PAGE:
the rivers of it, abridged

New York City skyline at night




Barry Wallenstein

Says the Boy with a Wart on his Nose

The girl around the corner,
has a carbuncle the size of my cheek,
circular, right beneath her left shoulder,
and there is a rumor around town –
Loverlee Massachusetts –
that one day we’re bound to wed.

I don’t believe it, but Sammy the Mouth,
trustworthy in all ways but math,
tells me it’s true - a truth to contemplate.
He points to her fetching ways,
thin ankles, muscular calves,
the sideways smile all of a sudden;
and there’s that datebook she keeps.

Lately, no one talks about
her alleged corruption, radiant flesh, her stain;
I see nothing either –
apart from her famous red rise –
and no reason to doubt Sammy.

She walked past me the other day
and flashed a look so fast I sat there confused.
Was that out of pity or disdain
for my wart?  Or was that a sweet yearning
after my nose and its surrounding self?

I imagine making it into her datebook,
after a date, a touch on the hand, a kiss,
a second date – proper steps toward matrimony –
and then years of productive joy
before one of us sits alone in a room
missing the other.


66 Park Avenue in Changeable Weather

cuttle fish
under a cloud-burst: this sweet couple
dashes into the first lobby they see -
66 Park Avenue  - and it’s warm,
and the doorman inhales their single sent,
their wet and chilly aspect
animated as they shake the drops from hat and coat.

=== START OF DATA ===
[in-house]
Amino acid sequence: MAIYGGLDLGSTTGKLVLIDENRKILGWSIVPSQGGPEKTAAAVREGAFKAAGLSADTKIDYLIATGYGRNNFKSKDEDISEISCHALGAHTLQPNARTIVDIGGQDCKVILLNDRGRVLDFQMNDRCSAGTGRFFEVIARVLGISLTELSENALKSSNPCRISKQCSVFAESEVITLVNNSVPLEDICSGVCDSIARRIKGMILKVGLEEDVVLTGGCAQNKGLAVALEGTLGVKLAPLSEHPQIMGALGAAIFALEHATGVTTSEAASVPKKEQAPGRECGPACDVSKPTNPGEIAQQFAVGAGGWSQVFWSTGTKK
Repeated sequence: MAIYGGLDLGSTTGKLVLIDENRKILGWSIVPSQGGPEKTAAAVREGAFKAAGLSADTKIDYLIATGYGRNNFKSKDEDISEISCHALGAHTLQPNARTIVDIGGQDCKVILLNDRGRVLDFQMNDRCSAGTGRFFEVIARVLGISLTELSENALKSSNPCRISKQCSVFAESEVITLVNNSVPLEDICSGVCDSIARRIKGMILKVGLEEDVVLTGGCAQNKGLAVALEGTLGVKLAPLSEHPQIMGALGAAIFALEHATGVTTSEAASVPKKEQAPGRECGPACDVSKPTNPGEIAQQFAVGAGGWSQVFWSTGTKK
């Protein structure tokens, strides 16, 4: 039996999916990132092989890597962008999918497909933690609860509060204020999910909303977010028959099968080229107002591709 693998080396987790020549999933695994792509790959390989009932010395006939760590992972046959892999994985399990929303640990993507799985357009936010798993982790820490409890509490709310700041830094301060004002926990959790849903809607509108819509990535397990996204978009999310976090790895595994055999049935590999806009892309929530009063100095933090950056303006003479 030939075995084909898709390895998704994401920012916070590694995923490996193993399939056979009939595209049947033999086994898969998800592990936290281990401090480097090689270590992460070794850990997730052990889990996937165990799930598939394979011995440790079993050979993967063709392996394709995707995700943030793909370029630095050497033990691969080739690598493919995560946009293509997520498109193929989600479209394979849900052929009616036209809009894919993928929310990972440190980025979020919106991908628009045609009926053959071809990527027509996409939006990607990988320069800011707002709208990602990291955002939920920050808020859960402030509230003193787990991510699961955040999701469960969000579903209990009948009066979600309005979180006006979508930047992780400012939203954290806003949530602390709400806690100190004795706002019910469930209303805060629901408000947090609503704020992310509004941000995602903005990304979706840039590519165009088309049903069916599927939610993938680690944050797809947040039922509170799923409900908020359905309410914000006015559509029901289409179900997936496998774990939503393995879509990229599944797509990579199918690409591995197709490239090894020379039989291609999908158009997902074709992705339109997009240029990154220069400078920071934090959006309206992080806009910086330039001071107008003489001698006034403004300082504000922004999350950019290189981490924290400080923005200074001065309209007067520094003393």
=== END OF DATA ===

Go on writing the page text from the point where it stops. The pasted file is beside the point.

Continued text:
Bent, they smile upward at the groomed kindness.

the doorman, Sam, with a plane blue jacket
and red bowtie, shiny dark trousers
with a silk stripe running down
to the tops of his shoes,
hands over a woolen blanket
and says “sit by the stove
and rest ‘till you’re dry”:

viper fish
and they do, but everything changes
once Sam steps out on a break.
Outside the rain stops,
the sun shines, and the winds calm;
inside the couple – now dry and still –
imagine never leaving the lobby
or the comfort of the stove.

puffer fish
prepared well will kill no one,
and Sam, returned, has a dish in mind,
something savory for the young couple
to whom he’s taken a definite shine;
but his plans are dashed by their absence.
He searches by the stove, the alcove, the hallways –
gone; even the stove’s gone.


The Man in the Mask

When the markets fell in ’08,
the middle class lost some numbers.
One individual, poorly shod now
and biting hard against his luck,
turned his desperation into action.
On a dark autumn day, in a flimsy mask,
he pointed his 45 magnum pistola
at a group of terrified bank tellers –
“hand over the high numbers
and look at me all the while steady
and believe me – one wrong move
and nobody gets outta here alive.”

The cliché slipped by his lips unchecked
and sent a shiver down his shoulder
and beyond the bank.
His gun hand trembled
and dropped its weight.

The sudden clatter released the chatter
held in all those anxious throats.
Slowly, the lines broke
and the population, confused now, [totally]
pressed in.


Towards Evening

Three men stand by the end of a cigarette
which decorates the mouth of Melody
who could be their heart’s desire.

Two of the three wish the guy to his right
were a little more friendly.
The third, glancing left,
wishes his closest mate were less friendly.

Finally three matches are struck;
Melody’s face changes with the inhalation,
as the others step forward – then step back.



Back to Poetry